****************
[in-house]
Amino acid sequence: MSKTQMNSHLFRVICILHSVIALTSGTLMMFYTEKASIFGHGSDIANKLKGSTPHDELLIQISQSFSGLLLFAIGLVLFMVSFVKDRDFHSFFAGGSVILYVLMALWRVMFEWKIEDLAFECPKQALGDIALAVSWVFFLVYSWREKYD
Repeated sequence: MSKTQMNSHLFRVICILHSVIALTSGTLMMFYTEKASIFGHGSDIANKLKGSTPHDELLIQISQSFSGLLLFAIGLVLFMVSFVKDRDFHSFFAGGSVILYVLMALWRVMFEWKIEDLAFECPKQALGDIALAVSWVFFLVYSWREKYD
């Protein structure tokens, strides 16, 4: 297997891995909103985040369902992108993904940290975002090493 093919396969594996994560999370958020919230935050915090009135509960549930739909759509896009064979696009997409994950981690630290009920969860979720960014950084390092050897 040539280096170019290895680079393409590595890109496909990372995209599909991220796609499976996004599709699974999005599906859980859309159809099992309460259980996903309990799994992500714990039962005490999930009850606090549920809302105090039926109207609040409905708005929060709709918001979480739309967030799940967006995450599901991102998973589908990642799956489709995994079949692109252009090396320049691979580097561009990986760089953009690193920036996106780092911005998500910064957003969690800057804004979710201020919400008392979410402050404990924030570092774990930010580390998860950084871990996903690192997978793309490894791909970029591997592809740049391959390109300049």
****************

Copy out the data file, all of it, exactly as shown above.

[in-house]
Amino acid sequence: MSKTQMNSHLFRVICILHSVIALTSGTLMMFYTEKASIFGHGSDIANKLKGSTPHDELLIQISQSFSGLLLFAIGLVLFMVSFVKDRDFHSFFAGGSVILYVLMALWRVMFEWKIEDLAFECPKQALGDIALAVSWVFFLVYSWREKYD
Repeated sequence: MSKTQMNSHLFRVICILHSVIALTSGTLMMFYTEKASIFGHGSDIANKLKGSTPHDELLIQISQSFSGLLLFAIGLVLFMVSFVKDRDFHSFFAGGSVILYVLMALWRVMFEWKIEDLAFECPKQALGDIALAVSWVFFLVYSWREKYD
């Protein structure tokens, strides 16, 4: 297997891995909103985040369902992108993904940290975002090493 093919396969594996994560999370958020919230935050915090009135509960549930739909759509896009064979696009997409994950981690630290009920969860979720960014950084390092050897 040539280096170019290895680079393409590595890109496909990372995209599909991220796609499976996004599709699974999005599906859980859309159809099992309460259980996903309990799994992500714990039962005490999930009850606090549920809302105090039926109207609040409905708005929060709709918001979480739309967030799940967006995450599901991102998973589908990642799956489709995994079949692109252009090396320049691979580097561009990986760089953009690193920036996106780092911005998500910064957003969690800057804004979710201020919400008392979410402050404990924030570092774990930010580390998860950084871990996903690192997978793309490894791909970029591997592809740049391959390109300049």